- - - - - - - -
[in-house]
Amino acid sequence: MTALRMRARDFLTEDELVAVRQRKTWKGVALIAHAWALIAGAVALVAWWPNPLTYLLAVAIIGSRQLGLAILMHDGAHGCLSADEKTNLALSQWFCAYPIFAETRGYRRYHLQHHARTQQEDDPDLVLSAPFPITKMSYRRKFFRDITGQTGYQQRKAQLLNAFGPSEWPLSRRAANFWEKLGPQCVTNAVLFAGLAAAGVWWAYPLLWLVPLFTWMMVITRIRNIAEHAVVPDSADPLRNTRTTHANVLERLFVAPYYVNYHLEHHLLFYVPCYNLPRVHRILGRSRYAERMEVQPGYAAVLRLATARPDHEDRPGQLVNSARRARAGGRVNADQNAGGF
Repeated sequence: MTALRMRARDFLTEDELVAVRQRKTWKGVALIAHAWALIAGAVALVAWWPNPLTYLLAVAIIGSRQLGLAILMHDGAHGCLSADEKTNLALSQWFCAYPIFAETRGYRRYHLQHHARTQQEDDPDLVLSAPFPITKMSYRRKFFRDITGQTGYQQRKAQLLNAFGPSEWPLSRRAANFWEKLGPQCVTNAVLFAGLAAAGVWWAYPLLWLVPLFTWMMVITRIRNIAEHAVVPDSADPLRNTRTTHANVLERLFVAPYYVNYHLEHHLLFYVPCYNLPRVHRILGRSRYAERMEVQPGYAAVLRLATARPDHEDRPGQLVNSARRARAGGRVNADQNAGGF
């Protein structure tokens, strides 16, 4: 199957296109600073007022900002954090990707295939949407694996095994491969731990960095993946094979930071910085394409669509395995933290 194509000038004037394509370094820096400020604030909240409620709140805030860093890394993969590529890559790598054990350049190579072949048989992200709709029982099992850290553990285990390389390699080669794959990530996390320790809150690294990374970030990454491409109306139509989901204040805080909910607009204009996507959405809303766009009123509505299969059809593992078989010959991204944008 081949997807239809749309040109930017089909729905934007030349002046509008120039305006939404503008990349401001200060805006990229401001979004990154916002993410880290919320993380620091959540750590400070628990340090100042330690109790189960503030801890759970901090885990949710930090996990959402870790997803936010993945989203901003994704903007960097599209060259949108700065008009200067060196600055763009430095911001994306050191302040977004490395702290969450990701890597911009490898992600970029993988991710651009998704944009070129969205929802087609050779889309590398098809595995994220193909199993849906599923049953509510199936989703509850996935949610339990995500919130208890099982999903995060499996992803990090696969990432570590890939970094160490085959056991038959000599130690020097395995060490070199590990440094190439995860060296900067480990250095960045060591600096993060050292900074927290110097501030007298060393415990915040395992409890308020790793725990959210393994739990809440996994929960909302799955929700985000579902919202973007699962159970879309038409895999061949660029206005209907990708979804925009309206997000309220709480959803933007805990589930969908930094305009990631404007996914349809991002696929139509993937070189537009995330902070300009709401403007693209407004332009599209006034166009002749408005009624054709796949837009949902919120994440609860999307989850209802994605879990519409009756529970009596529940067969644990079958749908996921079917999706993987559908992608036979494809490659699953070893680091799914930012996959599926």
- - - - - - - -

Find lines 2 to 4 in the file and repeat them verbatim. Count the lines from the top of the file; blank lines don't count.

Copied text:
Amino acid sequence: MTALRMRARDFLTEDELVAVRQRKTWKGVALIAHAWALIAGAVALVAWWPNPLTYLLAVAIIGSRQLGLAILMHDGAHGCLSADEKTNLALSQWFCAYPIFAETRGYRRYHLQHHARTQQEDDPDLVLSAPFPITKMSYRRKFFRDITGQTGYQQRKAQLLNAFGPSEWPLSRRAANFWEKLGPQCVTNAVLFAGLAAAGVWWAYPLLWLVPLFTWMMVITRIRNIAEHAVVPDSADPLRNTRTTHANVLERLFVAPYYVNYHLEHHLLFYVPCYNLPRVHRILGRSRYAERMEVQPGYAAVLRLATARPDHEDRPGQLVNSARRARAGGRVNADQNAGGF
Repeated sequence: MTALRMRARDFLTEDELVAVRQRKTWKGVALIAHAWALIAGAVALVAWWPNPLTYLLAVAIIGSRQLGLAILMHDGAHGCLSADEKTNLALSQWFCAYPIFAETRGYRRYHLQHHARTQQEDDPDLVLSAPFPITKMSYRRKFFRDITGQTGYQQRKAQLLNAFGPSEWPLSRRAANFWEKLGPQCVTNAVLFAGLAAAGVWWAYPLLWLVPLFTWMMVITRIRNIAEHAVVPDSADPLRNTRTTHANVLERLFVAPYYVNYHLEHHLLFYVPCYNLPRVHRILGRSRYAERMEVQPGYAAVLRLATARPDHEDRPGQLVNSARRARAGGRVNADQNAGGF
């Protein structure tokens, strides 16, 4: 199957296109600073007022900002954090990707295939949407694996095994491969731990960095993946094979930071910085394409669509395995933290 194509000038004037394509370094820096400020604030909240409620709140805030860093890394993969590529890559790598054990350049190579072949048989992200709709029982099992850290553990285990390389390699080669794959990530996390320790809150690294990374970030990454491409109306139509989901204040805080909910607009204009996507959405809303766009009123509505299969059809593992078989010959991204944008 081949997807239809749309040109930017089909729905934007030349002046509008120039305006939404503008990349401001200060805006990229401001979004990154916002993410880290919320993380620091959540750590400070628990340090100042330690109790189960503030801890759970901090885990949710930090996990959402870790997803936010993945989203901003994704903007960097599209060259949108700065008009200067060196600055763009430095911001994306050191302040977004490395702290969450990701890597911009490898992600970029993988991710651009998704944009070129969205929802087609050779889309590398098809595995994220193909199993849906599923049953509510199936989703509850996935949610339990995500919130208890099982999903995060499996992803990090696969990432570590890939970094160490085959056991038959000599130690020097395995060490070199590990440094190439995860060296900067480990250095960045060591600096993060050292900074927290110097501030007298060393415990915040395992409890308020790793725990959210393994739990809440996994929960909302799955929700985000579902919202973007699962159970879309038409895999061949660029206005209907990708979804925009309206997000309220709480959803933007805990589930969908930094305009990631404007996914349809991002696929139509993937070189537009995330902070300009709401403007693209407004332009599209006034166009002749408005009624054709796949837009949902919120994440609860999307989850209802994605879990519409009756529970009596529940067969644990079958749908996921079917999706993987559908992608036979494809490659699953070893680091799914930012996959599926």